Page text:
Type 1 diabetes goals out of reach for many
medwireNews: Only a minority of individuals with type 1 diabetes from the USA and Europe achieve their glycemic goals, research suggests, with many young patients undertreated for high blood pressure and lipid levels.
The study comparing information on 19,442 individuals with type 1 diabetes from the US Exchange Clinic Network (T1DX) and 28,494 from the German/Austrian Prospective Diabetes Follow-up Registry between 2016 and 2018 demonstrated common treatment gaps despite the geographic differences in care delivery and cardiovascular disease (CVD) management.
“The findings from this large cohort showed that less than 40% of patients with [type 1 diabetes] had optimal glycemic control and only 20% of adults aged less than 26 years were treated for hypertension and dyslipidemia despite indications for treatment,” the researchers report.
“This indicates the need to improve treatment approaches to reduce CVD risk factors in both the USA and Germany/Austria.”
The study participants were 12 years or older and had lived with type 1 diabetes for at least a year. Patients in the US group were significantly more likely to be overweight or obese than those from Europe, and they generally had a longer duration of diabetes and were more likely to use insulin pumps.
European individuals were significantly more likely than those in the USA to achieve glycated hemoglobin (HbA1c) goals, defined according to the ADA as below 7% (58 mmol/mol) for adults aged 18–64 years and below 7.5% (58 mmol/mol) for all others.
However, most patients in both groups fell short of achieving these targets – with just 39% of German/Austrian patients achieving their glycemic target overall versus 21% of those in the USA.
Europeans remained significantly better at hitting glycemic goals than those in the USA when participants were grouped by age, except among those aged over 65 years for whom the converse was true.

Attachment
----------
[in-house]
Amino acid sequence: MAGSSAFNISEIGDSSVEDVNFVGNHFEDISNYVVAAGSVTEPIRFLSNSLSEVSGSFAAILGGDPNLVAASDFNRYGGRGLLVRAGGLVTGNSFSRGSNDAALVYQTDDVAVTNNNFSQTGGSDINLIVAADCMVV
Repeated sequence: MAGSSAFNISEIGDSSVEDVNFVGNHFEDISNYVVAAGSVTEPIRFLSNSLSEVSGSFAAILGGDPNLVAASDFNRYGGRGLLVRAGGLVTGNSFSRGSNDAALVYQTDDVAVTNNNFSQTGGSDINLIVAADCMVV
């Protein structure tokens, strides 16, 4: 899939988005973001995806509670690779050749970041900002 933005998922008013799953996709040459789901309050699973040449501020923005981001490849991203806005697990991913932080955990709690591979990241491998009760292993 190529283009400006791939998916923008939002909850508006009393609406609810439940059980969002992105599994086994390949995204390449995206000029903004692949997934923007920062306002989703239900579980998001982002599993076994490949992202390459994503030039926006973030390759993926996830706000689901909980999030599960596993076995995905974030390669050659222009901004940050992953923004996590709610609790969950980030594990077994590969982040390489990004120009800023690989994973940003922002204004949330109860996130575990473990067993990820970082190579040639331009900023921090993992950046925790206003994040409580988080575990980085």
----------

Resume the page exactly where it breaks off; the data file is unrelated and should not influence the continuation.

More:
Patients in the USA were, however, significantly more likely than European patients to achieve their blood pressure goals, at a corresponding 84% versus 66%, and this was consistent across the age groups.
The same was true for lipid goals, at a respective 73% versus 62%, with this again the case for all the age groups considered.
Men and women from both groups were similarly likely to achieve HbA1c goals, but while optimal control of blood pressure was greater in women, optimal control of lipids was greater in men.
Compared with European patients diagnosed with hypertension or dyslipidemia, those in the USA were more than twice as likely to receive antihypertensive drugs (15 vs 34%) and lipid-lowering medication (11 vs 28%), respectively.
But the use of antihypertensive medications was low in both Europe and the USA overall (11 vs 23%) as was that of lipid-lowering medications (7 vs 22%), particularly for individuals younger than 26 years of age.
Reporting in Diabetes, Obesity, and Metabolism, Viral Shah (University of Colorado Anschutz Medical Campus, Aurora, USA) and co-workers suggest that “more studies are needed to understand the patient and provider related barriers in optimizing diabetes and cardiovascular risk management.”
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